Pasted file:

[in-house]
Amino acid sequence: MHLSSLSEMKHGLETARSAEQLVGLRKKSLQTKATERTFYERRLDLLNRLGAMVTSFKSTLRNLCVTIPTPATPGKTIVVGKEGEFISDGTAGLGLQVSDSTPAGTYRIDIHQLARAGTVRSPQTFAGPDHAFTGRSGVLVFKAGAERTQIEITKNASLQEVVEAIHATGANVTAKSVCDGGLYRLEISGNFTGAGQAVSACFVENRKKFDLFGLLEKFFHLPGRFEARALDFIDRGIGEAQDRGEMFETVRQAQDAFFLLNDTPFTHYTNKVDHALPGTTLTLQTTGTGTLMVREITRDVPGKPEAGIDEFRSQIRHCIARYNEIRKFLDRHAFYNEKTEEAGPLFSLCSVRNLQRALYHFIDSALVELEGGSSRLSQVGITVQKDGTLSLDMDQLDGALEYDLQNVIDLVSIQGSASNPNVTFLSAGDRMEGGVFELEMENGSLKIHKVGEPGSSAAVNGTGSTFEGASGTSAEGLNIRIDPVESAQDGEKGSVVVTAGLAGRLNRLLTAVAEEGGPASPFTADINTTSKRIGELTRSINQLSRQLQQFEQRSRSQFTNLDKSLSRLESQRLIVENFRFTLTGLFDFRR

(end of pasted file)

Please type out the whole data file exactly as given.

[in-house]
Amino acid sequence: MHLSSLSEMKHGLETARSAEQLVGLRKKSLQTKATERTFYERRLDLLNRLGAMVTSFKSTLRNLCVTIPTPATPGKTIVVGKEGEFISDGTAGLGLQVSDSTPAGTYRIDIHQLARAGTVRSPQTFAGPDHAFTGRSGVLVFKAGAERTQIEITKNASLQEVVEAIHATGANVTAKSVCDGGLYRLEISGNFTGAGQAVSACFVENRKKFDLFGLLEKFFHLPGRFEARALDFIDRGIGEAQDRGEMFETVRQAQDAFFLLNDTPFTHYTNKVDHALPGTTLTLQTTGTGTLMVREITRDVPGKPEAGIDEFRSQIRHCIARYNEIRKFLDRHAFYNEKTEEAGPLFSLCSVRNLQRALYHFIDSALVELEGGSSRLSQVGITVQKDGTLSLDMDQLDGALEYDLQNVIDLVSIQGSASNPNVTFLSAGDRMEGGVFELEMENGSLKIHKVGEPGSSAAVNGTGSTFEGASGTSAEGLNIRIDPVESAQDGEKGSVVVTAGLAGRLNRLLTAVAEEGGPASPFTADINTTSKRIGELTRSINQLSRQLQQFEQRSRSQFTNLDKSLSRLESQRLIVENFRFTLTGLFDFRR